Re-View, with Matt Murphy - The DEX columnist
SO AFTER much anticipation - my five-year-old girl and I had watched the trailer repeatedly for months - we ventured off to see the latest from Disney Pixar Studios. Inside Out is more or less the adventure of the 'five emotions' who help make decisions for an 11-year-old girl named Riley.
Yes, it's a simple plot line as Riley contemplates running away to deal with her families sudden cross-country relocation, but the entertainment comes from the shenanigans of 'Joy', 'Disgust', 'Fear', 'Anger' and 'Sadness' as they deal with the issues in Riley's day and battle it out for control of the console in her mind.
Disney Pixar - who without doubt make some of the most creative, witty and heart-felt movies in Hollywood for any age - have essentially succeeded again.
The Pixar team are masters at simplifying their stories to target the important things - family, love, belonging and growing up.
This time they have literally scaled it back to cater for these raw emotions, each playing their part in Riley's development.
Memory - short term/long term - and its fascinating place in grooming our personality is used cleverly and provokes thought about what we indeed forget and remember throughout our lives.
When some of Riley's 'Core Memories' are suddenly yet temporarily flushed to the memory dump along with the leader 'Joy' and the slowly more important 'Sadness' - Riley begins to struggle with confronting these new issues in her life. Will she prevail?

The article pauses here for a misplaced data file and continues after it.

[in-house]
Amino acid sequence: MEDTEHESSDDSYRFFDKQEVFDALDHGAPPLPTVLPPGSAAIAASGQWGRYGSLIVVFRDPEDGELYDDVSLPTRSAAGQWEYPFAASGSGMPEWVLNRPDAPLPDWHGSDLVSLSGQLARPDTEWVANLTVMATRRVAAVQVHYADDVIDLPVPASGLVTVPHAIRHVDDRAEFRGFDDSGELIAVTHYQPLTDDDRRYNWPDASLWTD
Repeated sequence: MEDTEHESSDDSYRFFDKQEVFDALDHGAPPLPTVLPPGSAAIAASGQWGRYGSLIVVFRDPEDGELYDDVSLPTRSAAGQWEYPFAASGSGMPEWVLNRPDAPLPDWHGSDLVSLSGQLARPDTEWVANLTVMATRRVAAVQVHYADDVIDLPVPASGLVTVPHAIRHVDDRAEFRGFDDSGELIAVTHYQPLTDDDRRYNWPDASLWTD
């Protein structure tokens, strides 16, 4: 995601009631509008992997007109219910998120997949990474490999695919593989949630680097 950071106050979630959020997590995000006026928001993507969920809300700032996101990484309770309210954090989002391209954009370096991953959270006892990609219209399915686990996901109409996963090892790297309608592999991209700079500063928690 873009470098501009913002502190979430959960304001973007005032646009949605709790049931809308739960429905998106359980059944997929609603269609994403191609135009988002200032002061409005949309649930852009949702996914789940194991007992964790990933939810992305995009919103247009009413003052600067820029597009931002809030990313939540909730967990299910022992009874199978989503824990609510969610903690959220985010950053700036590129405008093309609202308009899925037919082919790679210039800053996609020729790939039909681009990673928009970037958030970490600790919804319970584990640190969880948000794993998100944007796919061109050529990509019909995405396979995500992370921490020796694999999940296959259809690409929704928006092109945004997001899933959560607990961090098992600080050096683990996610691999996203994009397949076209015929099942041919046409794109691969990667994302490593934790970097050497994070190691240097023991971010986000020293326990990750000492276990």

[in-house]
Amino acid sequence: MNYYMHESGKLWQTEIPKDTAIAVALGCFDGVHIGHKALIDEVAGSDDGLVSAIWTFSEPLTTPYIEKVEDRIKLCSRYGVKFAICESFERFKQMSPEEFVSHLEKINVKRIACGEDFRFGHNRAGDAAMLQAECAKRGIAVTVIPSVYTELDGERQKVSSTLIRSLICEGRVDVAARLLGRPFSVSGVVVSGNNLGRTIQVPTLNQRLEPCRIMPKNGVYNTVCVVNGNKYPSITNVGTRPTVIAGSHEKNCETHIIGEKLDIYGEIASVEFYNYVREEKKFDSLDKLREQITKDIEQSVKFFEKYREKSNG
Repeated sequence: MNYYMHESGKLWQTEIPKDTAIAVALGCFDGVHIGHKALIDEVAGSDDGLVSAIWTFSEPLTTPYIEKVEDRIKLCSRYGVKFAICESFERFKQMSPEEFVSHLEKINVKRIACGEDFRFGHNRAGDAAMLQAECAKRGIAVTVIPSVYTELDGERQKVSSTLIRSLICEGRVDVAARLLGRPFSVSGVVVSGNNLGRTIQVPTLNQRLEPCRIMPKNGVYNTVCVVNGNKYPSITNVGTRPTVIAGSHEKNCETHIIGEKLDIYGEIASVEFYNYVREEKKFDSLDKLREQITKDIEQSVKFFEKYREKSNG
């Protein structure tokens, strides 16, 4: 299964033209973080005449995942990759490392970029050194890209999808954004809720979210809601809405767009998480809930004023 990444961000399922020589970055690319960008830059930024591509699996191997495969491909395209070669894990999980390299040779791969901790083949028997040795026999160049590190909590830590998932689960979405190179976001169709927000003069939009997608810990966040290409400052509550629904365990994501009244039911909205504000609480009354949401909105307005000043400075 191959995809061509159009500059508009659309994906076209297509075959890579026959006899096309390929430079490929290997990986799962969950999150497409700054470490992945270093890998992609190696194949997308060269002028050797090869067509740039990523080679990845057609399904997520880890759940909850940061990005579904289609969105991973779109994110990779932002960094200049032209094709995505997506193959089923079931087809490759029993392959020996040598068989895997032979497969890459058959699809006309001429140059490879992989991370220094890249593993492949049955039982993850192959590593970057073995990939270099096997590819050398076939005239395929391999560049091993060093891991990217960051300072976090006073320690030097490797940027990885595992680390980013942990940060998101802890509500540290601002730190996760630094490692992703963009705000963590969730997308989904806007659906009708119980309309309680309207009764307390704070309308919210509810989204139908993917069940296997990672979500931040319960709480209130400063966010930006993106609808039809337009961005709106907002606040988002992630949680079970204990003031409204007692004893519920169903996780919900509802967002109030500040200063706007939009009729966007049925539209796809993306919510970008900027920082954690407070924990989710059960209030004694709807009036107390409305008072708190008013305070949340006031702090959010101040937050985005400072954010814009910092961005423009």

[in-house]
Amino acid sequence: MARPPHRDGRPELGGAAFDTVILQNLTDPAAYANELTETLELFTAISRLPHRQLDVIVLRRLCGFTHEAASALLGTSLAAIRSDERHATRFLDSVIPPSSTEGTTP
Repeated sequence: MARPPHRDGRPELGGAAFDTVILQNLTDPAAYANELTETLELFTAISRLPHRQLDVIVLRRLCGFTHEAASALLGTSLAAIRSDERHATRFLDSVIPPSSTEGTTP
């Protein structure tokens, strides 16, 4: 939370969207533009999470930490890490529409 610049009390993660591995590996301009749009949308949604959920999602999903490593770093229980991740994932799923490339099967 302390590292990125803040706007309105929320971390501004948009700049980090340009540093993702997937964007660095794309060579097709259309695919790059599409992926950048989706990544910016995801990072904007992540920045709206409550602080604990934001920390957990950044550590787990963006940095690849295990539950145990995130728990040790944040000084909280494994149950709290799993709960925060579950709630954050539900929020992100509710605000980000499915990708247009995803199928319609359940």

Is it as funny as some of the other all-time animation greats like Toy Story and Monsters Inc?
Probably not, definitely not for adults anyway.
But it sure has the heart of Up or WALL-E. Either way, if you've got some spare cash, Disney at $115 a share still looks like a great investment.
They are the greatest marketing and merchandise company on the planet.
Somehow we've already got the accompanying book and figurines (thanks Nana!). Geniuses. So we move to my little one - who was already familiar with the premise and was not disappointed.
Although prone to hyperbole like most five-year-olds - she declared it 9 out of 10. I asked her again just to be sure. She held firm on her opinion and even took it further. "I liked it better than Frozen!"